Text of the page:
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The high spatio-temporal variability of soil moisture is the result of atmospheric forcing and redistribution processes related to terrain, soil, and vegetation characteristics. Despite this high variability, many field studies have shown that in the temporal domain soil moisture measured at specific locations is correlated to the mean soil moisture content over an area. Since the measurements taken by Synthetic Aperture Radar (SAR) instruments are very sensitive to soil moisture it is hypothesized that the temporally stable soil moisture patterns are reflected in the radar backscatter measurements. To verify this hypothesis 73 Wide Swath (WS) images have been acquired by the ENVISAT Advanced Synthetic Aperture Radar (ASAR) over the REMEDHUS soil moisture network located in the Duero basin, Spain. It is found that a time-invariant linear relationship is well suited for relating local scale (pixel) and regional scale (50 km) backscatter. The observed linear model coefficients can be estimated by considering the scattering properties of the terrain and vegetation and the soil moisture scaling properties. For both linear model coefficients, the relative error between observed and modelled values is less than 5 % and the coefficient of determination (R^{2}) is 86 %. The results are of relevance for interpreting and downscaling coarse resolution soil moisture data retrieved from active (METOP ASCAT) and passive (SMOS, AMSR-E) instruments.

Soil moisture is highly variable in space and time. Soil moisture patterns are spatially organized phenomena, influenced by geology and topography, land cover and climate [

As a result of large scale atmospheric forcing, temporal soil moisture variations can be expected to be similar across different spatial scales, from meters to hundreds of kilometres. At local scale these atmospheric-driven temporal variations are modulated by small-scale hydrologic processes related to terrain, soil, and vegetation characteristics. Experimental work based on

The questions of whether, where and how coarse resolution satellite data can be used at finer scales are important because, within the next few years, only coarse resolution (25-50 km) soil moisture data derived from spaceborne radiometer and scatterometer systems can be expected to be operationally available [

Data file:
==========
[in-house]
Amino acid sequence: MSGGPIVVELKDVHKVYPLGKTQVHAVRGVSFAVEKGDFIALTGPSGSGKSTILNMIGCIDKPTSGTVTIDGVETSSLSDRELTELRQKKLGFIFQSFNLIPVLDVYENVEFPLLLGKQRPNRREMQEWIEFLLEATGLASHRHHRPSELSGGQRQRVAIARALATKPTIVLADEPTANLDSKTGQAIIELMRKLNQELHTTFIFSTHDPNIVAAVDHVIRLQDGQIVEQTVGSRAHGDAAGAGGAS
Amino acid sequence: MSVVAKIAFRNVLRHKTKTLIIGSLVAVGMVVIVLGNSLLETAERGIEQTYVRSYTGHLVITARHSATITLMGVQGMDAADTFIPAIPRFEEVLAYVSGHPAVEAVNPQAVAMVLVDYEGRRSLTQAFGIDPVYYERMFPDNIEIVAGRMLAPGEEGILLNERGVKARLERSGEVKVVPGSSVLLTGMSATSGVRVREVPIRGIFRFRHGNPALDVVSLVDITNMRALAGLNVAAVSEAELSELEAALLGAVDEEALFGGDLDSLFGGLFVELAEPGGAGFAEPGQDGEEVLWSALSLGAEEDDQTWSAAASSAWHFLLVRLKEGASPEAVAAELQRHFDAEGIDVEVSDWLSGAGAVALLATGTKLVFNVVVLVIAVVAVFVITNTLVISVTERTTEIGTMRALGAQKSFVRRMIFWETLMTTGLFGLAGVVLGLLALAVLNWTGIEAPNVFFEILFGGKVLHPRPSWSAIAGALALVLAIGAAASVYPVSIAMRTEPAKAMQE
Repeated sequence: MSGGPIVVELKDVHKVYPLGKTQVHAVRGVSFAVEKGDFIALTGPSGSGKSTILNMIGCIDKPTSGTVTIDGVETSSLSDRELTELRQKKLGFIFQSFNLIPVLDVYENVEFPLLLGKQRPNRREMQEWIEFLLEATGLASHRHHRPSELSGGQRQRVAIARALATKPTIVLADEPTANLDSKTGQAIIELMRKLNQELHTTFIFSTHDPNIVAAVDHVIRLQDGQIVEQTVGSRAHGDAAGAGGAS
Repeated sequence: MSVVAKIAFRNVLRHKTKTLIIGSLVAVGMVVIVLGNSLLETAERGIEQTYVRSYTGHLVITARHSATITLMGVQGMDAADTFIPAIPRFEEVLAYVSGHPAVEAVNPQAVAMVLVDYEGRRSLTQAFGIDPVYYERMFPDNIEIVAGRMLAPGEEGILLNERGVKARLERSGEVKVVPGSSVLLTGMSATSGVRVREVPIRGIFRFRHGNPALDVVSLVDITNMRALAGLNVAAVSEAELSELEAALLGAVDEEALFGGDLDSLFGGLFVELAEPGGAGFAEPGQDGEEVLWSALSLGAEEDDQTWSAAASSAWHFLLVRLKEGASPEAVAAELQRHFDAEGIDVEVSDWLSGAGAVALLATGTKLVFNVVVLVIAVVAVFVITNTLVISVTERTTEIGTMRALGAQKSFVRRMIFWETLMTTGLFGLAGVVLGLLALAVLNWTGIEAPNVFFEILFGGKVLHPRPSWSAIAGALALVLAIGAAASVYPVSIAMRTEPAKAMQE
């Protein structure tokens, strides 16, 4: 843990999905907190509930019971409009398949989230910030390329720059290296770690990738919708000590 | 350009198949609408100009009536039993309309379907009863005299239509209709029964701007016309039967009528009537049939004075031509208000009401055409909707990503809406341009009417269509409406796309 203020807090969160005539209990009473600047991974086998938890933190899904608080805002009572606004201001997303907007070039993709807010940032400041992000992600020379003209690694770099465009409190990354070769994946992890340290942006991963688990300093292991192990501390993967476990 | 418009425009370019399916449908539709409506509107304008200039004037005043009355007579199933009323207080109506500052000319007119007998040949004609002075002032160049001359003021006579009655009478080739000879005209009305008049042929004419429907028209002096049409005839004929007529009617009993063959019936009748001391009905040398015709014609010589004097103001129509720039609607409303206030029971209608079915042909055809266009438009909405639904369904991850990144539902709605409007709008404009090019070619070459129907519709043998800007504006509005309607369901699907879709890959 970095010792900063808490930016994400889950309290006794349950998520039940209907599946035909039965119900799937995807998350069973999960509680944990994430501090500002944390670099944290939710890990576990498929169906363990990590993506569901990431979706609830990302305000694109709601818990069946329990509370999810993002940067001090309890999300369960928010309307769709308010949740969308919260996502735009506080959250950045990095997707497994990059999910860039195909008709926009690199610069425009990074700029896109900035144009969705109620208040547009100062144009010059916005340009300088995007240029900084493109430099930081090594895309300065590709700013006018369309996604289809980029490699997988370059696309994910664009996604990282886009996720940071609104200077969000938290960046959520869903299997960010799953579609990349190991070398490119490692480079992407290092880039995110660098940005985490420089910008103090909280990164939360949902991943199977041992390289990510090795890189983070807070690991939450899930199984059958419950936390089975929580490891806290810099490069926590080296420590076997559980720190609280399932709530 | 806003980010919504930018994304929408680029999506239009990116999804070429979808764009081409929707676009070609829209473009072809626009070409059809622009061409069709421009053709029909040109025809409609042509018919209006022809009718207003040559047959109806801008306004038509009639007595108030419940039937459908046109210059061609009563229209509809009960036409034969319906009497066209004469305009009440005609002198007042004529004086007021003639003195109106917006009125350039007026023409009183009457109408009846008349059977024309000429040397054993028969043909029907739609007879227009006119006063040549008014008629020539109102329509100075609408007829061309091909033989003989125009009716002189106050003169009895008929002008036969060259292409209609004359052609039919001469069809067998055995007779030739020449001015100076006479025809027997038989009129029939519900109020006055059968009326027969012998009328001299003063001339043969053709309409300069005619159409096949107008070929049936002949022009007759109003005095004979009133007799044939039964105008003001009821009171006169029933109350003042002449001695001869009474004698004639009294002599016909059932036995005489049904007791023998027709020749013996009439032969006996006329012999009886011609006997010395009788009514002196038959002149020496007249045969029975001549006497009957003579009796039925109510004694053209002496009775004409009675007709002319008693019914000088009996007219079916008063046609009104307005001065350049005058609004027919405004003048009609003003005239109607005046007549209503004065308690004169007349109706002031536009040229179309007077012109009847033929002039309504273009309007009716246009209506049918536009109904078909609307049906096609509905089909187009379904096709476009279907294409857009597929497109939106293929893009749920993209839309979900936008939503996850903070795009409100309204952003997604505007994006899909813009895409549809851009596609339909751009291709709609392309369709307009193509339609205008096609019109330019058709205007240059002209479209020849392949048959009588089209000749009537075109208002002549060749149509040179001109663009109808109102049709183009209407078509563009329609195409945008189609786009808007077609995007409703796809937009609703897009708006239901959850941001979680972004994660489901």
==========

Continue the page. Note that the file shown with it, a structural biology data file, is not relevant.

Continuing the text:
Given that soil moisture has an important influence on radar backscatter measurements at all spatial scales, it is hypothesized that temporally stable soil moisture patterns lead to temporally stable radar backscatter patterns. To verify this hypothesis, long-term backscatter time series acquired by the Advanced Synthetic Aperture Radar (ASAR) flown on board of the European satellite ENVISAT are analysed in this paper. ASAR can be operated in Wide Swath (WS) mode to cover a much wider swath (swath width of 405 km) than in conventional strip-map mode (swath width of 100 km). In this way, large areas can be more frequently imaged and long backscatter time series can be more easily constructed.

The concept of temporal stability was introduced by [

Let us consider a soil moisture network with _{r}_{j}

where _{p}_{i}_{i}^{2} depending on the employed measurement technique (see [

and calculated the mean and standard deviation of _{i,j}_{i,j}_{i}_{i}_{i,j}_{p}_{r}_{i,j}^{2}) of station soil moisture with the regional mean over the 610 km^{2} Little Washita Watershed located in Oklahoma, USA, was larger than 0.75 for the majority of the sites. Grayson and Western [^{2} values of more than 0.9 in the 10.5 ha Tarrawarra catchment near Melbourne, Australia.

Given temporally stable soil moisture patterns, time-invariant relationships can be used for estimating regional soil moisture _{r}_{p}^{2} large Sahelian site located in the Gourma region in Mali. Not only in ^{2}) and found that a linear model was well suited to describe the relationship between 1 km^{2} and 40 × 40 km^{2} soil moisture fields. One can hence write

where _{rp}_{rp}_{rp}_{rp}

Instead of confining _{r}

In subareas of region ℛ where large-scale atmospheric forcing has a dominant control on soil moisture, the upscaling model (4) is expected to give good results. On the other hand, at points (

where the reverse sequence of the subscripts now indicates that the soil moisture content at point (_{r}_{pr}_{pr}_{rp}_{rp}

Estimates of the regional soil moisture content _{r}_{pr}_{pr}

Over bare soil and moderately vegetated terrain, radar backscatter is sensitive to soil moisture. In such areas it can be expected that the temporal persistence of soil moisture patterns is reflected in the spatio-temporal behaviour of the radar backscattering coefficient. For a better quantitative understanding of this effect, a model relating backscatter across two spatial scales is derived in the following.

Radar backscatter from land surfaces is a complex function of sensor parameters (frequency, polarization, incidence angle) and external factors given by the dielectric (soil moisture, vegetation water content) and geometric (surface roughness, plant structure) properties of the imaged terrain [

Change detection methods rest upon the idea that reference images representing dry soil conditions are subtracted from each radar image to implicitly account for surface roughness and land cover patterns [

where ^{0}_{dry}^{0} to changes in soil moisture ^{0}_{dry}^{0}_{dry}

While soil moisture ^{0}_{dry}^{0}_{dry}^{0}_{dry}^{0}, the time ^{0}_{dry}^{0}_{dry}^{0}_{dry}^{0}_{dry}

The change detection model (8) has successfully been applied to coarse-resolution (50 km) ERS scatterometer measurements on a global scale [

For the discussion of spatio-temporal trends two spatial scales are considered, one denoted by local scale and one by regional scale. The local scale is represented by an area ℒ of size _{l}_{r}. It is assumed that the region ℛ is much larger than the local area ℒ, i.e. _{r}_{l}

where the subscripts

By substituting the downscaling

and pulling _{r}

where

Using ^{0}_{l}^{0}_{r}

where the coefficients